I have a Beagle. If you are familiar with Beagles, you know they tend to do their own thing. Especially when that bunny scent enters their hyper sensitive nose. Yeah I can run after her, but through thorny bushes and such, I’ll pass. So for those moments, I have a GPS tracker for her which has a similar functionality as the AlterLock. This GPS tracker is 51 x 41 x 15mm. A bit thicker, almost just as wide, but three times as short. And only weighs 35 grams. I do have to say that the battery life on it is much-much shorter: at around five days. So I hope that all that extra volume and the 15 grams are all battery. But it feels with smart algorithms on movement and a longer poll, that battery life can be extended to at least two weeks, or a month. I mean, it only has to be ‘on’ when the alarm is on.
Anyway, the whole size point might bee a moot point. As it fits snugly under your bottle cage. You don’t notice it much and aero-technically you won’t either.
What is interesting is that it is a type-C USB. That’s brilliant. DCR is going to love this stuff (DCR right now). However, what you’ll also notice is that’s the charging cable is NOT included. I mean, that’s a bit of a bummer. Charging a device mounted to your bike is going to be annoying. My bikes live in the garage. My USB chargers live in the house. I do have 2m long charging cables, because I ain’t doing arm yoga in my bed. I’m all about that comfort. Get yourself a 2m/7 feet (or longer) USB cable people. Not just to charge your AlterLock, to just improve your quality of life. Grab them from ali-express or wherever. They’re only a couple of bucks. That’s also why I’m bummed it’s not included.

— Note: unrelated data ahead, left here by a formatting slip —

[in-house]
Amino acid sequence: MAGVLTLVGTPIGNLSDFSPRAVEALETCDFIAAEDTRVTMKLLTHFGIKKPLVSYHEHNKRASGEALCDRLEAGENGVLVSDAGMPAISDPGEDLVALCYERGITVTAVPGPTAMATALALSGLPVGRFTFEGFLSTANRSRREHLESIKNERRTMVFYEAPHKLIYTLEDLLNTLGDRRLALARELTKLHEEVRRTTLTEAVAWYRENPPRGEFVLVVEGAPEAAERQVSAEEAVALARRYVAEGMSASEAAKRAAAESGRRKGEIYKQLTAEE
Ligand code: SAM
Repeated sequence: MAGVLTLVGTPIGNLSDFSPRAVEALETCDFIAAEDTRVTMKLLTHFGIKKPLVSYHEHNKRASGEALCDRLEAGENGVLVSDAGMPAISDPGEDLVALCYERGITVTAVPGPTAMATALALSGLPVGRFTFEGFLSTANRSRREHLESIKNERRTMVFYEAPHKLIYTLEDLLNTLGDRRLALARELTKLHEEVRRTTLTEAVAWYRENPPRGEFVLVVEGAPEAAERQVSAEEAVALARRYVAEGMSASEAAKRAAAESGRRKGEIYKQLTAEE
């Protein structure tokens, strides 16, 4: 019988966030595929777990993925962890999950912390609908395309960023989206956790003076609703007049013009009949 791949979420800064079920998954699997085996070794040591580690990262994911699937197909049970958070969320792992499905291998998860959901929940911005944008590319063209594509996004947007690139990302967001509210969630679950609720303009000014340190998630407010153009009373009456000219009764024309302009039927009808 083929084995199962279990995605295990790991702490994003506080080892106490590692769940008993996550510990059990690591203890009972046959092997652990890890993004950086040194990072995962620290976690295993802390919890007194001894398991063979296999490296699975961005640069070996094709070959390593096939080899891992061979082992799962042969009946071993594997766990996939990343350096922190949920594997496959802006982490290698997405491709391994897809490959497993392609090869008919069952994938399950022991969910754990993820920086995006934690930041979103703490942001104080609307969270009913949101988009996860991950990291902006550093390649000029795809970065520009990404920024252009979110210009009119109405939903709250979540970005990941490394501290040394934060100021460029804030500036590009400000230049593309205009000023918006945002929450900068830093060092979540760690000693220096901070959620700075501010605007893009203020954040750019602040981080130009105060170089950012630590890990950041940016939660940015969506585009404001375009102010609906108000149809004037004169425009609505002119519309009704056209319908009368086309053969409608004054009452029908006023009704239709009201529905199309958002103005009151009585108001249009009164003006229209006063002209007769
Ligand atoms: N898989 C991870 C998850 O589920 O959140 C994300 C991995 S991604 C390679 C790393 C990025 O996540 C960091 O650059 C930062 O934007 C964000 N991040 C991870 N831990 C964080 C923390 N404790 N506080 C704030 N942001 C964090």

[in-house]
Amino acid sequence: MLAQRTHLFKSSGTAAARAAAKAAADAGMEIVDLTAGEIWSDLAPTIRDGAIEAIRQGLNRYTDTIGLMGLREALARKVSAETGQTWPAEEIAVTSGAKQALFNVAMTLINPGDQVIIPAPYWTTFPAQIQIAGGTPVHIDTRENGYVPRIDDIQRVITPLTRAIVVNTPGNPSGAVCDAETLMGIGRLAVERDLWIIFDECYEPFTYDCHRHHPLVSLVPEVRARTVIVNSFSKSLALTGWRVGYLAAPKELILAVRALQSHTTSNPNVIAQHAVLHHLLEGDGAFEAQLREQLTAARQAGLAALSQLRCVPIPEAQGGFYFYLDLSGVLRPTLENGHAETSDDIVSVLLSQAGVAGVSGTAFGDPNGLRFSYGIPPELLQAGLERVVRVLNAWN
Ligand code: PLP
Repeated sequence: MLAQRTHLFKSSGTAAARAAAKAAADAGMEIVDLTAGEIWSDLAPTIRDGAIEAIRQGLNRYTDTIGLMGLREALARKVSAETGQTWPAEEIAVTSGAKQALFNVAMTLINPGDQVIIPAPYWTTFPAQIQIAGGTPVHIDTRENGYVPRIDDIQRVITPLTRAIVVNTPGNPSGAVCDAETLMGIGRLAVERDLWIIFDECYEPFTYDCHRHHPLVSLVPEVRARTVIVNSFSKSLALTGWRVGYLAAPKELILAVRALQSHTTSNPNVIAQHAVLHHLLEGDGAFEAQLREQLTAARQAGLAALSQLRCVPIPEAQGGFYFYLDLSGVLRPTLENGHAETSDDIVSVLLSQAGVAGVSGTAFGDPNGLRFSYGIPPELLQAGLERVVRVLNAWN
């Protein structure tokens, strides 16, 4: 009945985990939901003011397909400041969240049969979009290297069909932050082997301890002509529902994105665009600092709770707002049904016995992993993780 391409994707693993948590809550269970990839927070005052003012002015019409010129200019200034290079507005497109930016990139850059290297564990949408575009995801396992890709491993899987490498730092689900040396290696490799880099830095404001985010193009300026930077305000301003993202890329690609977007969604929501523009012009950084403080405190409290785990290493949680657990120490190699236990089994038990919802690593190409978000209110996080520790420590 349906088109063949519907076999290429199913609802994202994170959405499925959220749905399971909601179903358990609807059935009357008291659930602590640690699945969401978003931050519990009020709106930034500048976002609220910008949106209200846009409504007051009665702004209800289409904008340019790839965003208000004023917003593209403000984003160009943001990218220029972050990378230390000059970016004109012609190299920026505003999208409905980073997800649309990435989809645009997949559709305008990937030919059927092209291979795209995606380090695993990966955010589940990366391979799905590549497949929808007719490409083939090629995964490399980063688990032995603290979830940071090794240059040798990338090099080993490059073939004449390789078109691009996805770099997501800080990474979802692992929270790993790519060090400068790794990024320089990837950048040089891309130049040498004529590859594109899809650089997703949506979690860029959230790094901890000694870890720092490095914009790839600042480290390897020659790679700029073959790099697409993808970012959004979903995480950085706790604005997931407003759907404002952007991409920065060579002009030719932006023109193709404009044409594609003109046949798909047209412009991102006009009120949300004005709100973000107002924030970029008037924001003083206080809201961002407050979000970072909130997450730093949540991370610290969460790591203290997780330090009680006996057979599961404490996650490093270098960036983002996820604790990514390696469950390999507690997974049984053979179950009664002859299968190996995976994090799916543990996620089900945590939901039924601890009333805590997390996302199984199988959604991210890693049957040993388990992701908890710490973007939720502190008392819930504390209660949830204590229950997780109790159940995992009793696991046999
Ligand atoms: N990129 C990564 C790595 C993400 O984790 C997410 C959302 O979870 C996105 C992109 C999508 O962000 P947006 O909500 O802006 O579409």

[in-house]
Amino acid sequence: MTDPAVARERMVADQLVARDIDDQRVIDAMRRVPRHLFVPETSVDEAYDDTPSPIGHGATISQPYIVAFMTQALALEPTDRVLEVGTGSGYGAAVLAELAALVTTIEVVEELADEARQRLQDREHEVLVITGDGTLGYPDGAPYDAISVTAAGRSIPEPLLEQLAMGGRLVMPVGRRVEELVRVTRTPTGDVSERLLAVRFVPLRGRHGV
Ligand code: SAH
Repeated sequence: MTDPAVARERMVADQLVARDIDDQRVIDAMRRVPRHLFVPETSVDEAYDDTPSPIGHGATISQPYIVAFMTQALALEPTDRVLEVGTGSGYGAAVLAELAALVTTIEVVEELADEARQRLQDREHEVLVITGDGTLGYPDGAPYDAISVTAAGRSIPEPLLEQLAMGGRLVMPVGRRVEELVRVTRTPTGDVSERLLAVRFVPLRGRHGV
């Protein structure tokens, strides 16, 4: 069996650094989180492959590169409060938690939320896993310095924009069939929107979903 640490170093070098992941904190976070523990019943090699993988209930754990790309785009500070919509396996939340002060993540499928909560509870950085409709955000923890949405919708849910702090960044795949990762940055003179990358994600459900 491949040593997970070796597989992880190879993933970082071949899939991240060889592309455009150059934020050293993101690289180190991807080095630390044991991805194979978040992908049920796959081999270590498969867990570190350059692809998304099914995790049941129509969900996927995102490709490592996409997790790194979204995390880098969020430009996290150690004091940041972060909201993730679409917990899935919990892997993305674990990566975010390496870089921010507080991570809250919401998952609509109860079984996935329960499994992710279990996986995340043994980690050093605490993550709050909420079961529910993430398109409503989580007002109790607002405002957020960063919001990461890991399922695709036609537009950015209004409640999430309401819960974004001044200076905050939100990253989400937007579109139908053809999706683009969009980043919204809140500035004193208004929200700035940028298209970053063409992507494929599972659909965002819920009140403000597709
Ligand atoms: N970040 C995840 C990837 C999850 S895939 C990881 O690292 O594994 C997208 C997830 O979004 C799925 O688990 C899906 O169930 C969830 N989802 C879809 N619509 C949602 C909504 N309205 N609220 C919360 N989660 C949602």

Anyway, AlterLock explained that they thought charging can be done by battery packs. Because they actually expected you wouldn’t have an outlet close by. Now that’s a whole different approach which I kinda get.
Operating temperatures, I’m just going to take their word for it. I’m not some sadist setting up my precious bike in a sauna or freezer. Then it’s IP66 rated, so it’s fine in heavy rain and dust. Just don’t take it swimming. And the location technology is GNSS. What is GNSS? That stands for Global Navigation Satellite System. Which is commonly known as GPS. So overall, this is built to be outside and should operate for the majority of people.
So, the AlterLock features a Sigfox data connection. It can also connect over BLE, but the range of BLE is limited to about 300 feet (100 meters). So whenever Mr Baddy loads your bike in a van and races off, the AlterLock switches to the data connection for communication. Not saying Sigfox is the ultimate answer, as the coverage is not world wide and sometimes unexpectedly spotty. It’s great where I live, but quite limited in the US (at the moment). So see the coverage check here. But the Sigfox network is being expanded constantly, so what may not be covered today, could very well be in a couple of weeks, especially in more urban areas.